Central Coast Mariners teamed up with the University of Newcastle to kick off an event earlier this week to inspire Central Coast high school students to engage with mathematics.
Maths with Mariners offered 120 students in years 7 and 8 the chance to develop their maths skills while brushing shoulders with Central Coast Mariners players on Tuesday, April 4th at Industree Group Stadium.
Education and Exercise Sports Science students from the University of Newcastle, together with senior students from Central Coast Sports College, used football-related activities to demonstrate applications of maths to school children.
From measuring the area of the penalty box to calculating the angle needed to ‘Bend it like Beckham’ – the activities aimed to inspire teachers to integrate physical activity into core school subjects.
Later in the day Mariners players joined the students in doing the activities, before sitting down to sign a poster for every participant.
“It’s not just fun and games,” co-lead of the project and education researcher Dr Nick Riley, from the University of Newcastle School of Education explained.
“There has been a worldwide decline in interest and achievement in mathematics in young people. And despite the extensive benefits of physical activity, the majority of children are not sufficiently active,” Dr Riley said.
“Schools have the potential to address both concerns through innovative teaching that challenges and complements traditional approaches.”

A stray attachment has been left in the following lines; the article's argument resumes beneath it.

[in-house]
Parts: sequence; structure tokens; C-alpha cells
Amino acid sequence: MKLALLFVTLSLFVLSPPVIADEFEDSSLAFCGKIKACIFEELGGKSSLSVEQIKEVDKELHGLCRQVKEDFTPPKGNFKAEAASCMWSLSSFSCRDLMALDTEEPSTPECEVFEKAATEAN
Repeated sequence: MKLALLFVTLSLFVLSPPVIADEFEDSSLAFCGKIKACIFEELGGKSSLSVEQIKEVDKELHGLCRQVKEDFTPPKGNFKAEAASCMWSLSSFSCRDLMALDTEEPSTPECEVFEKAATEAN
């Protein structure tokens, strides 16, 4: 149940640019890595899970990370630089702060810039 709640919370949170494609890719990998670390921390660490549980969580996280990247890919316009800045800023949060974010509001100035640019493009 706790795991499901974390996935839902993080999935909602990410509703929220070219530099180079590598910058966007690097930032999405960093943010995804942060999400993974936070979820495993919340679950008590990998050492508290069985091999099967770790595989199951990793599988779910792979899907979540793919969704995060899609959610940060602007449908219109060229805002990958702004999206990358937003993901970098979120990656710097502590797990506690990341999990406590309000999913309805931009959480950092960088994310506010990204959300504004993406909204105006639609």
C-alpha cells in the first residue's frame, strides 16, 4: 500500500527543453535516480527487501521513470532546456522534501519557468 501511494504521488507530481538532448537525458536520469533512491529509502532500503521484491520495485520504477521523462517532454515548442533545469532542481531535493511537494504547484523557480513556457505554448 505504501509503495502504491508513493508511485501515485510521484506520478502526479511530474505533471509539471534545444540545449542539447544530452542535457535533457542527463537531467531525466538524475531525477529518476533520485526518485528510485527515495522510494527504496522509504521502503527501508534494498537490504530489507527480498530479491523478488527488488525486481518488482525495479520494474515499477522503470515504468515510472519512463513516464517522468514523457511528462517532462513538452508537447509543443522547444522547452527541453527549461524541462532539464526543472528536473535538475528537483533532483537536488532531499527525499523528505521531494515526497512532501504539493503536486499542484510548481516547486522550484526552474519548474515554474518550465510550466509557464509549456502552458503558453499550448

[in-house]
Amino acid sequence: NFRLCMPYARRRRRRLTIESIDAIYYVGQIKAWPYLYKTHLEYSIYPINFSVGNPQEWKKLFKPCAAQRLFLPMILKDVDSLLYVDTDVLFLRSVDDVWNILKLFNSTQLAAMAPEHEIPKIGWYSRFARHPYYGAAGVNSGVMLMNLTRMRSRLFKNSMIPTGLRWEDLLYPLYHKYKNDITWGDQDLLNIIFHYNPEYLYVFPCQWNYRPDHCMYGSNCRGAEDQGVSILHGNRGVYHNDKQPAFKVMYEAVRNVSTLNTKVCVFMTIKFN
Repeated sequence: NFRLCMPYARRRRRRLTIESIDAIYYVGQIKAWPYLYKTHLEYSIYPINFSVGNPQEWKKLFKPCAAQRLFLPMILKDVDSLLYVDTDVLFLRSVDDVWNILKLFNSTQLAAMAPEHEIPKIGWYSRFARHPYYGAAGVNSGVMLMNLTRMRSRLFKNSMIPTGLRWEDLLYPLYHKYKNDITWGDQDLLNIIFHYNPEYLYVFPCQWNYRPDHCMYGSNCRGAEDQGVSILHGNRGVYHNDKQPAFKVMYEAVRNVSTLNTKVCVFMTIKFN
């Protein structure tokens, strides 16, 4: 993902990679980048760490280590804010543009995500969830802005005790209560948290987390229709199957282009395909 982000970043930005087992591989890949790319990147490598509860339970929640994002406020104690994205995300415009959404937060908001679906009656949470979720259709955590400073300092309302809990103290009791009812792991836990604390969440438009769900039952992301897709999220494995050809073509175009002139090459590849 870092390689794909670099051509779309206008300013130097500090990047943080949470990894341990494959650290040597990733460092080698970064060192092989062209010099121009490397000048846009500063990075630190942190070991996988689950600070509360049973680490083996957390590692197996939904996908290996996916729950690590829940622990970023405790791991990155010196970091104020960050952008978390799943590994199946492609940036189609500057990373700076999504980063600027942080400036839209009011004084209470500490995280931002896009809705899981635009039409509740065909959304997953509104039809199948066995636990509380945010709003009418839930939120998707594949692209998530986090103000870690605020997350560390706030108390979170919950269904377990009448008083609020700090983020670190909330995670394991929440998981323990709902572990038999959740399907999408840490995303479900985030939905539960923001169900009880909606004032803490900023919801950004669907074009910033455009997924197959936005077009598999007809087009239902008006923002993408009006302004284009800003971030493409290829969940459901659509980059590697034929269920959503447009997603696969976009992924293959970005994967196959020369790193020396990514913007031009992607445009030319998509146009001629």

“I believe all kids have huge potential and as educators and teachers we have to find the key to unlock that potential. For some students, movement-based learning is that key.”
The event was also geared to expose high school students to sport-related career paths.
Dr Colin Sanctuary is co-lead of the event and teaches exercise and sport science at the University of Newcastle.
“Our university students will have a unique, hands-on opportunity to explain the science behind certain activities to high school students,” Dr Sanctuary said.
“For example, when measuring the temperature of the recovery ice baths that the Mariners players use, school students will learn about athlete recovery from our students, and what happens to the muscles during that process.”
Dr Riley said they hope to expand the program if more funding can be secured to research the benefits of combining physical education and learning.
“Our preliminary studies have consistently demonstrated improved on-task behaviour and enhanced academic outcomes when physical activity is incorporated into everyday teaching of core subjects in schools,” Dr Riley said.
Central Coast Mariners spokesperson, Chris Farnon added “our relationship with schools around the Central Coast region is incredibly important for the Central Coast Mariners.”
“This is one of the many ways that we as a club are building this relationship and cannot wait for it to continue for many years to come,” Mr Farnon said.
The event was generously supported by delivery partner, Central Coast Sports College, who were among the local Central Coast schools involved.